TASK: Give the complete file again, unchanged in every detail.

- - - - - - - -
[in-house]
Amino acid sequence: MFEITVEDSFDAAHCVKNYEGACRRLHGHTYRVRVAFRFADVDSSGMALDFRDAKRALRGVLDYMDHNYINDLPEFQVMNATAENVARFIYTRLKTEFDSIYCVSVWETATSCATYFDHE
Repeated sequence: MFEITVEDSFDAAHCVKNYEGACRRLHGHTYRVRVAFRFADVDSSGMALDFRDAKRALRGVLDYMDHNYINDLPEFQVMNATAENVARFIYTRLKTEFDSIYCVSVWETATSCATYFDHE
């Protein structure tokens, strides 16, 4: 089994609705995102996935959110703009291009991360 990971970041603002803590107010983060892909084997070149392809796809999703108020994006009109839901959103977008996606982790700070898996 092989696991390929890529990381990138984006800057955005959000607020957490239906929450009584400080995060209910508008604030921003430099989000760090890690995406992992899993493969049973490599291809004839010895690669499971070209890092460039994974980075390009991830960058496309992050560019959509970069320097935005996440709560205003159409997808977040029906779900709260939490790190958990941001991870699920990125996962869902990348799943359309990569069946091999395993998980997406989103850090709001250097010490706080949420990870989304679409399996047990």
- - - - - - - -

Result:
[in-house]
Amino acid sequence: MFEITVEDSFDAAHCVKNYEGACRRLHGHTYRVRVAFRFADVDSSGMALDFRDAKRALRGVLDYMDHNYINDLPEFQVMNATAENVARFIYTRLKTEFDSIYCVSVWETATSCATYFDHE
Repeated sequence: MFEITVEDSFDAAHCVKNYEGACRRLHGHTYRVRVAFRFADVDSSGMALDFRDAKRALRGVLDYMDHNYINDLPEFQVMNATAENVARFIYTRLKTEFDSIYCVSVWETATSCATYFDHE
């Protein structure tokens, strides 16, 4: 089994609705995102996935959110703009291009991360 990971970041603002803590107010983060892909084997070149392809796809999703108020994006009109839901959103977008996606982790700070898996 092989696991390929890529990381990138984006800057955005959000607020957490239906929450009584400080995060209910508008604030921003430099989000760090890690995406992992899993493969049973490599291809004839010895690669499971070209890092460039994974980075390009991830960058496309992050560019959509970069320097935005996440709560205003159409997808977040029906779900709260939490790190958990941001991870699920990125996962869902990348799943359309990569069946091999395993998980997406989103850090709001250097010490706080949420990870989304679409399996047990």